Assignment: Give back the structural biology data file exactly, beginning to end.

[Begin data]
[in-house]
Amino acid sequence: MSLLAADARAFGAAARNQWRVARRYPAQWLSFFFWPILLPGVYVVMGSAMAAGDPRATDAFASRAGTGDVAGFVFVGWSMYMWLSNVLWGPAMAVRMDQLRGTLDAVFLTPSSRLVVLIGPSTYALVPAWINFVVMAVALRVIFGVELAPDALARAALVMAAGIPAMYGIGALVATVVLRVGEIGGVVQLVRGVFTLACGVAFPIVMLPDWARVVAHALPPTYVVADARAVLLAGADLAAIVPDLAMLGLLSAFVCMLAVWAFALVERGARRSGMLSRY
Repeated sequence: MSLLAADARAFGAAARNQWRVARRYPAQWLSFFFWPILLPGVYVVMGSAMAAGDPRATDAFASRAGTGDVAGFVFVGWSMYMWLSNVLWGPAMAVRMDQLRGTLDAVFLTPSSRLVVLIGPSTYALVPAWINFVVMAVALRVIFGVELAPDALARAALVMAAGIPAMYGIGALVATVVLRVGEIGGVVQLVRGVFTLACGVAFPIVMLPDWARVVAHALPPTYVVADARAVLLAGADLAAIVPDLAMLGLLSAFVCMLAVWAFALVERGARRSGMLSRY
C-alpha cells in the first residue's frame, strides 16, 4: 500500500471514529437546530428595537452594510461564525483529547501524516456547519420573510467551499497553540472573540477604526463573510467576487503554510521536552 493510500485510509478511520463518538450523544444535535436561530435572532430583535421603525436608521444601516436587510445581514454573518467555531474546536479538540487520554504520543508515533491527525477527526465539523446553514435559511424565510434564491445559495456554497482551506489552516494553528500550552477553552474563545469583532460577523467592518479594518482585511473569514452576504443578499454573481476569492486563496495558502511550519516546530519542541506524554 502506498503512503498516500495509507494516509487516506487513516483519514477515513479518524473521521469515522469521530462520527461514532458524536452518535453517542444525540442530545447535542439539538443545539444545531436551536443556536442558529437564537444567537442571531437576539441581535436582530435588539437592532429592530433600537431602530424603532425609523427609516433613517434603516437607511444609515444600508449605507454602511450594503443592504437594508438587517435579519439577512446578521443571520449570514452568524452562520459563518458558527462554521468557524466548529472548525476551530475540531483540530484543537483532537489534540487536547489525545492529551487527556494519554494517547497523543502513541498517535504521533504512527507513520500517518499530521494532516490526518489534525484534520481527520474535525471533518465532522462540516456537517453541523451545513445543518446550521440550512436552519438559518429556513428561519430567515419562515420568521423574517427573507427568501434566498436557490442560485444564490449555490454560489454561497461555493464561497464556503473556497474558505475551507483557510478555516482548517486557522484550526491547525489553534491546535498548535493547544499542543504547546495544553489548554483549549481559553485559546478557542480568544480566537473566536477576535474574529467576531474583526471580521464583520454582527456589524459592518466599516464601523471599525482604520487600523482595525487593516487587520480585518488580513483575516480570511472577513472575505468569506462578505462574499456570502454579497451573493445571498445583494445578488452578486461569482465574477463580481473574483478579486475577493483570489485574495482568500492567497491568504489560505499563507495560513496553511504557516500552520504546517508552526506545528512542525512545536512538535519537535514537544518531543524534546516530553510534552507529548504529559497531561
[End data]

[in-house]
Amino acid sequence: MSLLAADARAFGAAARNQWRVARRYPAQWLSFFFWPILLPGVYVVMGSAMAAGDPRATDAFASRAGTGDVAGFVFVGWSMYMWLSNVLWGPAMAVRMDQLRGTLDAVFLTPSSRLVVLIGPSTYALVPAWINFVVMAVALRVIFGVELAPDALARAALVMAAGIPAMYGIGALVATVVLRVGEIGGVVQLVRGVFTLACGVAFPIVMLPDWARVVAHALPPTYVVADARAVLLAGADLAAIVPDLAMLGLLSAFVCMLAVWAFALVERGARRSGMLSRY
Repeated sequence: MSLLAADARAFGAAARNQWRVARRYPAQWLSFFFWPILLPGVYVVMGSAMAAGDPRATDAFASRAGTGDVAGFVFVGWSMYMWLSNVLWGPAMAVRMDQLRGTLDAVFLTPSSRLVVLIGPSTYALVPAWINFVVMAVALRVIFGVELAPDALARAALVMAAGIPAMYGIGALVATVVLRVGEIGGVVQLVRGVFTLACGVAFPIVMLPDWARVVAHALPPTYVVADARAVLLAGADLAAIVPDLAMLGLLSAFVCMLAVWAFALVERGARRSGMLSRY
C-alpha cells in the first residue's frame, strides 16, 4: 500500500471514529437546530428595537452594510461564525483529547501524516456547519420573510467551499497553540472573540477604526463573510467576487503554510521536552 493510500485510509478511520463518538450523544444535535436561530435572532430583535421603525436608521444601516436587510445581514454573518467555531474546536479538540487520554504520543508515533491527525477527526465539523446553514435559511424565510434564491445559495456554497482551506489552516494553528500550552477553552474563545469583532460577523467592518479594518482585511473569514452576504443578499454573481476569492486563496495558502511550519516546530519542541506524554 502506498503512503498516500495509507494516509487516506487513516483519514477515513479518524473521521469515522469521530462520527461514532458524536452518535453517542444525540442530545447535542439539538443545539444545531436551536443556536442558529437564537444567537442571531437576539441581535436582530435588539437592532429592530433600537431602530424603532425609523427609516433613517434603516437607511444609515444600508449605507454602511450594503443592504437594508438587517435579519439577512446578521443571520449570514452568524452562520459563518458558527462554521468557524466548529472548525476551530475540531483540530484543537483532537489534540487536547489525545492529551487527556494519554494517547497523543502513541498517535504521533504512527507513520500517518499530521494532516490526518489534525484534520481527520474535525471533518465532522462540516456537517453541523451545513445543518446550521440550512436552519438559518429556513428561519430567515419562515420568521423574517427573507427568501434566498436557490442560485444564490449555490454560489454561497461555493464561497464556503473556497474558505475551507483557510478555516482548517486557522484550526491547525489553534491546535498548535493547544499542543504547546495544553489548554483549549481559553485559546478557542480568544480566537473566536477576535474574529467576531474583526471580521464583520454582527456589524459592518466599516464601523471599525482604520487600523482595525487593516487587520480585518488580513483575516480570511472577513472575505468569506462578505462574499456570502454579497451573493445571498445583494445578488452578486461569482465574477463580481473574483478579486475577493483570489485574495482568500492567497491568504489560505499563507495560513496553511504557516500552520504546517508552526506545528512542525512545536512538535519537535514537544518531543524534546516530553510534552507529548504529559497531561